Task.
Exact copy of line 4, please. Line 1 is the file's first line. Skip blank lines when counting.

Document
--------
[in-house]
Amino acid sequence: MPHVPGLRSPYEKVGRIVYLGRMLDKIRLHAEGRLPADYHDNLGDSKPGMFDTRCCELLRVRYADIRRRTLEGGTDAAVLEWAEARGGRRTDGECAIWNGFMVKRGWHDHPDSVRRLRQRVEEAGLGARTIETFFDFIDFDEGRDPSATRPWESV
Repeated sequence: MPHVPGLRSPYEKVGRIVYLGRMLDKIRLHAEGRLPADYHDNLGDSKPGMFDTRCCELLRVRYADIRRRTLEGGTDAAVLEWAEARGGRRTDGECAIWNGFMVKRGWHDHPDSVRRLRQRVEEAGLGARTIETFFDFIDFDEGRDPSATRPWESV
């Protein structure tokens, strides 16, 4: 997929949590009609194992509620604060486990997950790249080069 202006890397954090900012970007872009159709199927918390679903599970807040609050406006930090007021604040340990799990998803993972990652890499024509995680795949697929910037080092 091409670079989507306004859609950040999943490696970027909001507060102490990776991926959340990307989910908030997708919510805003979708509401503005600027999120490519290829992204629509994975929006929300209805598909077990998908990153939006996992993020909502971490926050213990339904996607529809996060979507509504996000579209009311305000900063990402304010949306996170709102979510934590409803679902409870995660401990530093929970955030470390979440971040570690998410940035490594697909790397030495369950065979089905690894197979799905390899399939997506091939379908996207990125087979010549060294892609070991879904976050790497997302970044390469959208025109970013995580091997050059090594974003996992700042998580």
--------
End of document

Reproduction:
């Protein structure tokens, strides 16, 4: 997929949590009609194992509620604060486990997950790249080069 202006890397954090900012970007872009159709199927918390679903599970807040609050406006930090007021604040340990799990998803993972990652890499024509995680795949697929910037080092 091409670079989507306004859609950040999943490696970027909001507060102490990776991926959340990307989910908030997708919510805003979708509401503005600027999120490519290829992204629509994975929006929300209805598909077990998908990153939006996992993020909502971490926050213990339904996607529809996060979507509504996000579209009311305000900063990402304010949306996170709102979510934590409803679902409870995660401990530093929970955030470390979440971040570690998410940035490594697909790397030495369950065979089905690894197979799905390899399939997506091939379908996207990125087979010549060294892609070991879904976050790497997302970044390469959208025109970013995580091997050059090594974003996992700042998580």